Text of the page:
Apostrophe abuse

The Johnson is...what?

Dear Conan,

I was just in another state which uses the apostrophe quite frequently for a surname on their name plates at the front door or mail boxes. For example: The Johnson’s. I know that there should not be an apostrophe before the s but after when they are referring to all of the family. I know that you have spoken about apostrophes/possession before but I can’t remember if you mentioned anything about the above usage. I suppose I will have to let go of the mistake because I was soooo outnumbered by my family in the discussion of which was right or wrong…

Toodles,

Sheryl

__________________________

Dear Sheryl,

An apostrophe NEVER renders anything plural. When you write “The Johnson’s,” you are saying “The Johnson is” or “That belongs to the Johnson.” As you can see, neither makes any sense whatsoever.

When you use an apostrophe after the name, as in “The Johnsons’,” you are saying, “This belongs to the Johnsons,” which does make sense if it’s a nameplate on a door or mailbox. It is incorrect, however, if you say “The party is given by the Johnsons’.” What you’re saying is that the party is being given by something that belongs to the Johnsons. In other words, that apostrophe makes the name possessive. Dig?

But isn’t it interesting how people believe that determining grammar is a democratic process?

Your ally in correctness,

~Conan

What about semicolons?

Don't even think about it.

Okay, first off, I’m toying with the idea of just telling you to expunge this poseur punctuation mark like a common plantar wart. In my opinion, semicolons are the skin virus of writing. They’re not only archaic, but also pretentious. So if I were your editor, I would excise every single pompous little pause mark you threw in there. But I know you won’t let me do that. So I’m going to tell you exactly how to use them. Continue reading

Let’s open up the (virtual) mailbag

The mail bag is starting to overflow, so let’s open ‘er up, shall we?

Dear Conan:

If I want to express gratitude for someone copying me on an email or such, should I say “I really appreciate your keeping me informed” or “I really appreciate you keeping me informed,” or something else? I suppose I could avoid the problem by saying “Thanks for keeping me informed,” but that would mean I don’t need to consult the grammar guru.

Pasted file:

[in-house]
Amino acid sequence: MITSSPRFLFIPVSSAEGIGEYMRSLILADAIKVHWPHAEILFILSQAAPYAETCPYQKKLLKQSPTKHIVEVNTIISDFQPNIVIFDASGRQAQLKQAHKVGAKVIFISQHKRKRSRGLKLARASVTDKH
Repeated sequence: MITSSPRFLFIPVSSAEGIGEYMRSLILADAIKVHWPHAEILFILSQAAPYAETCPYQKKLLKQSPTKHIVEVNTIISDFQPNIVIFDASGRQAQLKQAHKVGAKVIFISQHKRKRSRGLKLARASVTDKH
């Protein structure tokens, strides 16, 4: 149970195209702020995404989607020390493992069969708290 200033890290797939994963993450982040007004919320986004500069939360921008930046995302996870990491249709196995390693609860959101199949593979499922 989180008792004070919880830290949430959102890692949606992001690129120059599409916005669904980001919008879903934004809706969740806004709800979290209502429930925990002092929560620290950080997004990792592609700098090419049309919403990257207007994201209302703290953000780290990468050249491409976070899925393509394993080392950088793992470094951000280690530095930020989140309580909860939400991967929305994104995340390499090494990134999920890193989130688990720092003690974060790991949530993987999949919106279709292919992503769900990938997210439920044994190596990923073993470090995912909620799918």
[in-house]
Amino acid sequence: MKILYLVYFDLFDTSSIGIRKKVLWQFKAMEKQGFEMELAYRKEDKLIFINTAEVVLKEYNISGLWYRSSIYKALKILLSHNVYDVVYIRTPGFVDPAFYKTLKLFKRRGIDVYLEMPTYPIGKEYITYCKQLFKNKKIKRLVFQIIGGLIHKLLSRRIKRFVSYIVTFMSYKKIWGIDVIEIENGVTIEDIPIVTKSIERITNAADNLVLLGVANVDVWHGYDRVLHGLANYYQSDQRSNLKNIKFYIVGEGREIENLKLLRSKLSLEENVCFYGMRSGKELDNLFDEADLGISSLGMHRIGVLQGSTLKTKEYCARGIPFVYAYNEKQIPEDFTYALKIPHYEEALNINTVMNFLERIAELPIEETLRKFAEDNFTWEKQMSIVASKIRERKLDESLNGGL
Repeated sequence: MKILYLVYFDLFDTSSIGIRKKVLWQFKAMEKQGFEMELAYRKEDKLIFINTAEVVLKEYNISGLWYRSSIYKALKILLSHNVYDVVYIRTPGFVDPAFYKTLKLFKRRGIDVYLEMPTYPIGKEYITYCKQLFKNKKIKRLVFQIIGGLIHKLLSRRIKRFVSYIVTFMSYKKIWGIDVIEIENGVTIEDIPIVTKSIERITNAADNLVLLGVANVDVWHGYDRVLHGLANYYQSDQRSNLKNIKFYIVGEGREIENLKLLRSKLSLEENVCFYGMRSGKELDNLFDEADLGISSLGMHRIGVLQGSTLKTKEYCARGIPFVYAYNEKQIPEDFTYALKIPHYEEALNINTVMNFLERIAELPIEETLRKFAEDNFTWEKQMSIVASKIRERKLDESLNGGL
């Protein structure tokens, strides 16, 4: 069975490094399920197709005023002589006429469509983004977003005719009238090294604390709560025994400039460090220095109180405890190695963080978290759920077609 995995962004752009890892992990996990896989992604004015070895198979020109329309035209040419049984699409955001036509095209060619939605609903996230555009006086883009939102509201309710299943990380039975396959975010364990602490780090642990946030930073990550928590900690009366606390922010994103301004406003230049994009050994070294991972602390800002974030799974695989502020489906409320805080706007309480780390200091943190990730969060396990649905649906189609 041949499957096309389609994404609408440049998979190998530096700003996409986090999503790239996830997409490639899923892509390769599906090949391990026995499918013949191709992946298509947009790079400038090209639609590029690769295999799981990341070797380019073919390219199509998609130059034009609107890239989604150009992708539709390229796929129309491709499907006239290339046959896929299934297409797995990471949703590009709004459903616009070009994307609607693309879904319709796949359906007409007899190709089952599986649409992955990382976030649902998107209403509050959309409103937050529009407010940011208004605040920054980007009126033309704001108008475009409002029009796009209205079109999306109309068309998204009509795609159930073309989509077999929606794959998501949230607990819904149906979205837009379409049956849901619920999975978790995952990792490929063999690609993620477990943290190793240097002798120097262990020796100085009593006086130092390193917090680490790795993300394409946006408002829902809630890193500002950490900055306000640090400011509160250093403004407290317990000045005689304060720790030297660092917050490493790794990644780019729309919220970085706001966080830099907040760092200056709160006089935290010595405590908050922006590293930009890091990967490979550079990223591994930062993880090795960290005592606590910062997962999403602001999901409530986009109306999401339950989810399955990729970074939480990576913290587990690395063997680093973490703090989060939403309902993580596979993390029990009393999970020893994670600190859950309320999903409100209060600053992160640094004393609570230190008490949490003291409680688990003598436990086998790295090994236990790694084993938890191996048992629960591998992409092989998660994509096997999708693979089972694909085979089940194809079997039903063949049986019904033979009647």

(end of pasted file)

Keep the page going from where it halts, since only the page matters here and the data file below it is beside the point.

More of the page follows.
~Mark Continue reading

Principle vs. principal

I am  your principle...uh, principal...I think...

I am your principle! Uh, principal...I think...

Here comes one that has stymied people for generations — the age-old duel between principle and principal. And why not? One is a rule you’d rather not follow and the other is a person you’d rather not run into in the hall. As always, there’s a way to keep the two separate, just like Rosie O’Donnell and Elisabeth Hasselbeck: one here, one over there.  But first, how about some definitions?

Principal means first, most important, chief or head.

Principle means a law, rule or doctrine.

Both are nouns, but as you can see, principle is an idea and principal is usually a person. So here comes Conan’s mnemonic device for how to tell the two apart: The principal is your pal.

Brevity: next to godliness

There, there. Let Mama read you some Hemingway.

I think I’ve finally figured out the genesis of wordy writing: high school English teachers. When my oldest daughter was a freshman, she took a final exam in which she was forced to write two full paragraphs on prompts like

Give three ways that Charles Dickens creates suspense in Great Expectations, and discuss the effectiveness.

What would a proper response be?

Dickens uses foreshadowing, mysterious plot lines and the slowing down of time to create suspense. Each element succeeds in making the reader interested in what will happen next.

These two sentences answer the prompt concisely and directly. Our student writer could then,  in succinct fashion, delineate how each of these elements succeed. But students are penalized for such brevity — they are required to hit a certain word count. Conan’s spawn was forced to use meaningless filler phrases such as

  • at this point in time
  • had an effect upon
  • in order to
  • for the purpose of
  • until such time as
  • with the possible exception of
  • in my personal opinion

Oh, the humanity!

In the interest of brevity, I’ll say no more.

Cassandra pointed out that my original draft was a little too brief. I’ve amended it based on her comments. Thanks, Cassandra!

Good vs. well

Coconut cocktail, anyone?

Dear Conan:

I have a request for an article, since you seem to be accepting them: good vs. well.

I think I have a pretty good handle on the English language and grammar, even though I didn’t do so well in my English (now language arts — yuck!) classes in high school.

But I’m still confused by good vs. well — note the above. I see you wrote “their dentist who did really good in English in junior high edit their masterworks,” and now I’m all confused.

Please help!

~Mark Continue reading